Dogs are social and crave company by nature – that’s why they bond so well with us. However, if they’re not taught how to deal with being alone, this can lead to separation-related problems, commonly known as separation anxiety. Keep reading to discover the common symptoms of puppy separation anxiety, and find out how you can help them overcome it with our useful guide.
Why do puppies get separation anxiety?
It’s easy to think your dog’s being naughty or is annoyed at you for leaving them, however this couldn’t be further from the truth. Puppy separation anxiety arises when they haven’t been taught the coping strategies they need to deal with time alone, and is simply fear of being alone – and can be viewed as similar to a human panic attack.
It’s incredibly difficult to deal with a dog or puppy that can’t be left alone, in fact, it’s probably one of the hardest behavioural problems to overcome. Like many behaviour-related problems however, prevention is far better than a cure.
In the vast majority of cases, puppy anxiety starts at the very beginning. Owners can become so besotted by their new puppy that they’re delighted when they want to follow them everywhere – and this bonding is vitally important. But, if you allow them to constantly be with you, every second of the day, this is what they’re going to grow up to expect. Then suddenly when you need to go out without them, you discover that their world crumbles without you.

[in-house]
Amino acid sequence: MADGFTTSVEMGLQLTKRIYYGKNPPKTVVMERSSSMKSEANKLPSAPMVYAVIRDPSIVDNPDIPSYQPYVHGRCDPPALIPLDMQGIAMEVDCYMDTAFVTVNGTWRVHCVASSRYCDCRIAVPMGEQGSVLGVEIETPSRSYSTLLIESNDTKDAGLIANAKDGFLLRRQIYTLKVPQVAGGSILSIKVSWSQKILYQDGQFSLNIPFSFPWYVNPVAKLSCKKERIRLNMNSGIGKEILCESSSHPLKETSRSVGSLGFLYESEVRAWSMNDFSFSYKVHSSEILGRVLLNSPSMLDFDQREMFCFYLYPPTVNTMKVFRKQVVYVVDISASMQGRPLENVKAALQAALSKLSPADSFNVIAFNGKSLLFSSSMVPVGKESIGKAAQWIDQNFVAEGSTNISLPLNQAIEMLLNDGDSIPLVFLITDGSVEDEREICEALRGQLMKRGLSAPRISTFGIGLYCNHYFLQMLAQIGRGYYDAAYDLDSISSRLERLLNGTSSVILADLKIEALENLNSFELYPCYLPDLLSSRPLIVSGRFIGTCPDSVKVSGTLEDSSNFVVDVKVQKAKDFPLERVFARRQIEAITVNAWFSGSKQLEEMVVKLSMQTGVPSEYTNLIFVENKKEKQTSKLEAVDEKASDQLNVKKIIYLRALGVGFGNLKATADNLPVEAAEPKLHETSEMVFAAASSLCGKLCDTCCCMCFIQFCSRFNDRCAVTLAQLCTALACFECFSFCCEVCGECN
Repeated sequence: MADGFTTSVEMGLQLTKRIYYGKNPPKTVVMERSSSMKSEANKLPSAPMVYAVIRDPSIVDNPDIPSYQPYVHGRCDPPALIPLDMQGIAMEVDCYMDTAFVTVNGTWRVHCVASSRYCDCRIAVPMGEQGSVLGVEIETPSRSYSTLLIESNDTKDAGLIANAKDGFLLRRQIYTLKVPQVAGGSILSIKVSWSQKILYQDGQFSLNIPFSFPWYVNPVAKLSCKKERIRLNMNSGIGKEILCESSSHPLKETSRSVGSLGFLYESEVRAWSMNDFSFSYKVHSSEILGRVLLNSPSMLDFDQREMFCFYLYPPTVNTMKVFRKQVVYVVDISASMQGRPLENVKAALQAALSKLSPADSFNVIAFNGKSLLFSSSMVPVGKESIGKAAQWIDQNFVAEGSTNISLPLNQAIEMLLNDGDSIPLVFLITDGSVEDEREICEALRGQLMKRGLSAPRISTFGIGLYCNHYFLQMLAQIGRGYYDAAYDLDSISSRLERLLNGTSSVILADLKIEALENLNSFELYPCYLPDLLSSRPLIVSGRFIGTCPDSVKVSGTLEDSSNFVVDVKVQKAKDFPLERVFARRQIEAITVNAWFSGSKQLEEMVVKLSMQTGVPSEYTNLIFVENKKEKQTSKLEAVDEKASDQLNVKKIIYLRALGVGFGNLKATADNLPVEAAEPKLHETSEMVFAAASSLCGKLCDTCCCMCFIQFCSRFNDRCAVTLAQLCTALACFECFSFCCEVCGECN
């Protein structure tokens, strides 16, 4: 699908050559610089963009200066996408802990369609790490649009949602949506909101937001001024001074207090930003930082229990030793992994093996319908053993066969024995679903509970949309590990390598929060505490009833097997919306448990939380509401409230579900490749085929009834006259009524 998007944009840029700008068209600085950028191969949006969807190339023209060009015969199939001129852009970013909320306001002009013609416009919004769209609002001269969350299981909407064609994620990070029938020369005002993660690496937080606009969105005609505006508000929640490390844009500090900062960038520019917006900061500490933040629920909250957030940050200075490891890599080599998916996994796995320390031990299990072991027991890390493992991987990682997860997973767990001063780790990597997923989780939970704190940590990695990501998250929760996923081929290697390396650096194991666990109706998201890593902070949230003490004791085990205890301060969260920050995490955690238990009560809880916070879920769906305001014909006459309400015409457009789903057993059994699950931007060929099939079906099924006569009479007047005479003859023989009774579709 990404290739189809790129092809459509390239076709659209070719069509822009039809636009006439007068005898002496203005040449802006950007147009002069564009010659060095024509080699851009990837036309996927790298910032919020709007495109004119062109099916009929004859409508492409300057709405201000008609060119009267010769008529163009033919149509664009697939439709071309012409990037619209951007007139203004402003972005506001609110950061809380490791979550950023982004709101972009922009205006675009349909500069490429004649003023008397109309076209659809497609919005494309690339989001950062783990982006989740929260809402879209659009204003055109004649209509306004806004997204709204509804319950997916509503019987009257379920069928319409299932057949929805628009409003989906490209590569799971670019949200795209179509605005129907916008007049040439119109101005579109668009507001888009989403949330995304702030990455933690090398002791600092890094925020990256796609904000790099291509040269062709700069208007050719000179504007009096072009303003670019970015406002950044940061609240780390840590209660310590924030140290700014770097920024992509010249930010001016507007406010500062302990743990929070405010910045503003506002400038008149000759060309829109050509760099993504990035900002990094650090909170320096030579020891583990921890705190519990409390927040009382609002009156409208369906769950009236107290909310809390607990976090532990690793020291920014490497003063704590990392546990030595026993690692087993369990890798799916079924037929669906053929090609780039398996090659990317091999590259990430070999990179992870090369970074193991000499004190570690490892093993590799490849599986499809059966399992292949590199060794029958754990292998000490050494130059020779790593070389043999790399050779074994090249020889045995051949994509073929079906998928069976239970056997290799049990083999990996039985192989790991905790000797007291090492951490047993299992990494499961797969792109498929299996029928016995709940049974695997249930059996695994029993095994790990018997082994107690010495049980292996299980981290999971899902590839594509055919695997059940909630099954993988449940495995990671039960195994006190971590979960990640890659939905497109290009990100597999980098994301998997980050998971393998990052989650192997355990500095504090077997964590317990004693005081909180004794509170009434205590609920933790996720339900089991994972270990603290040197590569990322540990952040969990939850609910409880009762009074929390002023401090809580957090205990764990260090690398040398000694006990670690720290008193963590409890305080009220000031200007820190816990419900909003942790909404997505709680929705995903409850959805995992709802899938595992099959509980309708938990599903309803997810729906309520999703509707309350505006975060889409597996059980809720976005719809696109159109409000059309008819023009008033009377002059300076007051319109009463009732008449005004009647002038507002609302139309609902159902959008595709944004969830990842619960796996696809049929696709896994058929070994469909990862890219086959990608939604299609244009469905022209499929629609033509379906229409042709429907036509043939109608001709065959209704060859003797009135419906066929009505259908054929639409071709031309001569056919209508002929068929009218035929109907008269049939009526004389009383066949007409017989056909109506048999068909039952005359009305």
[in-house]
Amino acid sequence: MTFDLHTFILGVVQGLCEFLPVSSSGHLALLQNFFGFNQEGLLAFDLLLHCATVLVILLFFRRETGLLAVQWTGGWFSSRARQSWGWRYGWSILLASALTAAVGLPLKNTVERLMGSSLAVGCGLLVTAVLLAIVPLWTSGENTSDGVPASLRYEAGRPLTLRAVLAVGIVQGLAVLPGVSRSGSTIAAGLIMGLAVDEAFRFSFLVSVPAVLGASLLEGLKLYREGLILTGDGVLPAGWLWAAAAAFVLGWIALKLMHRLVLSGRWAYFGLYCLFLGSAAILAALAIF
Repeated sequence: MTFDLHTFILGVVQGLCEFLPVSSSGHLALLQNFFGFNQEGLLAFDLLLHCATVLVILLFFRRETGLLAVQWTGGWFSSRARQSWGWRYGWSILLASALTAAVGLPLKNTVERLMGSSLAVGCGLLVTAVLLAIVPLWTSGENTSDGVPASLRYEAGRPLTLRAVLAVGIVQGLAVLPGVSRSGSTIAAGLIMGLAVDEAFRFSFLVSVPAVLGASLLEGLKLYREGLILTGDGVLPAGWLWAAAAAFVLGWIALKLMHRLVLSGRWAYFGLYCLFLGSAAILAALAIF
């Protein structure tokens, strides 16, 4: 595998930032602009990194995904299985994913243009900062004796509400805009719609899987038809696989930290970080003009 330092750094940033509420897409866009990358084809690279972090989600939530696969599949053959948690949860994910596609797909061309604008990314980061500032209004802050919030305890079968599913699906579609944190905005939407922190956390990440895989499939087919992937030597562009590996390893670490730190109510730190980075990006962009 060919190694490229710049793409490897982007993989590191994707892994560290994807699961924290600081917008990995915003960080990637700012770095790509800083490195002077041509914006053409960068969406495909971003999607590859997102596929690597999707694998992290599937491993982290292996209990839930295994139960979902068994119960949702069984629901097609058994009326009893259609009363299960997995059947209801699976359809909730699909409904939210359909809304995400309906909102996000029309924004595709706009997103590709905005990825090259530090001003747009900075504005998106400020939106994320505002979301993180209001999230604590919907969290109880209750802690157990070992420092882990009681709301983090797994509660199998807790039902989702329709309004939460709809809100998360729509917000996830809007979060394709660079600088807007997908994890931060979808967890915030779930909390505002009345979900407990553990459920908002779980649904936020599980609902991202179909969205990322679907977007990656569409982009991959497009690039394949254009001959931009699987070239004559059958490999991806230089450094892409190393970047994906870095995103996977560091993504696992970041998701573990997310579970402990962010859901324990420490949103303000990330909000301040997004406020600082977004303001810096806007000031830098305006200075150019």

In other cases, a new owner may shut their puppy in the kitchen to spend their very first night alone, and this enforces the fact that when they’re left, it’s distressing and scary.
Puppy separation anxiety symptoms
Symptoms of puppy separation anxiety vary from the mild to the extreme and may include the following:
From the minute you bring your puppy home, they need to learn that they can trust you to be there for them, but there are times when they can’t always be with you – and that’s fine. Set up baby gates, and make a habit of going off into a different room and leaving them on their own for a few minutes with something enjoyable to occupy them like their dinner or a treat.
Just quietly walk away, and return with no fuss at all. Make your coming and going a part of life from the very start and give them the confidence to be able to deal with that. Have a shower without them, go for a walk around the garden – anything to teach them right from the beginning that not being with you every minute is not a crisis, and if you give them something tasty to occupy them with, it can even be seen as something to look forward to.
Then you can slowly start to go out without your puppy for five minutes, then 10 minutes, then 30 minutes - until they’re happy to stay on their own for an hour, but always make sure that you take it very slowly.
Leave them in a totally safe area where they feel comfortable with something to take their mind off your absence. Use stuffed Kong’s filled with their favourite yummy snacks or peanut butter to keep them occupied.
Use technology to help you know exactly what’s going on when you leave, so you genuinely know your puppy is happy and not distressed. Set up a webcam with an app so you can watch your puppy on your smartphone while you’re away.